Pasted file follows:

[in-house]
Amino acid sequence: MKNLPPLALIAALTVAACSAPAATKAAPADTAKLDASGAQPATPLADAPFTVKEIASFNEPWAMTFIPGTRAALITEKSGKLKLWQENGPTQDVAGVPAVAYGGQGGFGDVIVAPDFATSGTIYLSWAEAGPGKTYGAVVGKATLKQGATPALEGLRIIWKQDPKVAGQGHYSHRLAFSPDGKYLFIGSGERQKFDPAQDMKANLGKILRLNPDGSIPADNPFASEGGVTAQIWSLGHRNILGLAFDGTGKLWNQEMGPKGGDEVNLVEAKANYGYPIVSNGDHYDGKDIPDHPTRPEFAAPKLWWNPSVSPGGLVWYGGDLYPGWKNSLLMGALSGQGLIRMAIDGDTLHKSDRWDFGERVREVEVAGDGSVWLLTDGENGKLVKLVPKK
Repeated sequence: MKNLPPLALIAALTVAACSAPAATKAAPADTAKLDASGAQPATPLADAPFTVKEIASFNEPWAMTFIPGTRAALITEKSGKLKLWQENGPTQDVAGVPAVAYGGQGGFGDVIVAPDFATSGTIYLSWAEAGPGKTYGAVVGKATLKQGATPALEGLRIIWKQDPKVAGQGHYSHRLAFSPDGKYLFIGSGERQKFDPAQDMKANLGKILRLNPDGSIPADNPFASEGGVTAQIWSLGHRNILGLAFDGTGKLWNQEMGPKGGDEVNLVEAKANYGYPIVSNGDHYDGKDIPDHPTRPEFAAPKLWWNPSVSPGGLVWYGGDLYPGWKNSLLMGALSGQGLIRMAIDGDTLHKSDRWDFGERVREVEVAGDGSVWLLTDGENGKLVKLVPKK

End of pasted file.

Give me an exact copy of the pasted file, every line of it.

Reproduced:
[in-house]
Amino acid sequence: MKNLPPLALIAALTVAACSAPAATKAAPADTAKLDASGAQPATPLADAPFTVKEIASFNEPWAMTFIPGTRAALITEKSGKLKLWQENGPTQDVAGVPAVAYGGQGGFGDVIVAPDFATSGTIYLSWAEAGPGKTYGAVVGKATLKQGATPALEGLRIIWKQDPKVAGQGHYSHRLAFSPDGKYLFIGSGERQKFDPAQDMKANLGKILRLNPDGSIPADNPFASEGGVTAQIWSLGHRNILGLAFDGTGKLWNQEMGPKGGDEVNLVEAKANYGYPIVSNGDHYDGKDIPDHPTRPEFAAPKLWWNPSVSPGGLVWYGGDLYPGWKNSLLMGALSGQGLIRMAIDGDTLHKSDRWDFGERVREVEVAGDGSVWLLTDGENGKLVKLVPKK
Repeated sequence: MKNLPPLALIAALTVAACSAPAATKAAPADTAKLDASGAQPATPLADAPFTVKEIASFNEPWAMTFIPGTRAALITEKSGKLKLWQENGPTQDVAGVPAVAYGGQGGFGDVIVAPDFATSGTIYLSWAEAGPGKTYGAVVGKATLKQGATPALEGLRIIWKQDPKVAGQGHYSHRLAFSPDGKYLFIGSGERQKFDPAQDMKANLGKILRLNPDGSIPADNPFASEGGVTAQIWSLGHRNILGLAFDGTGKLWNQEMGPKGGDEVNLVEAKANYGYPIVSNGDHYDGKDIPDHPTRPEFAAPKLWWNPSVSPGGLVWYGGDLYPGWKNSLLMGALSGQGLIRMAIDGDTLHKSDRWDFGERVREVEVAGDGSVWLLTDGENGKLVKLVPKK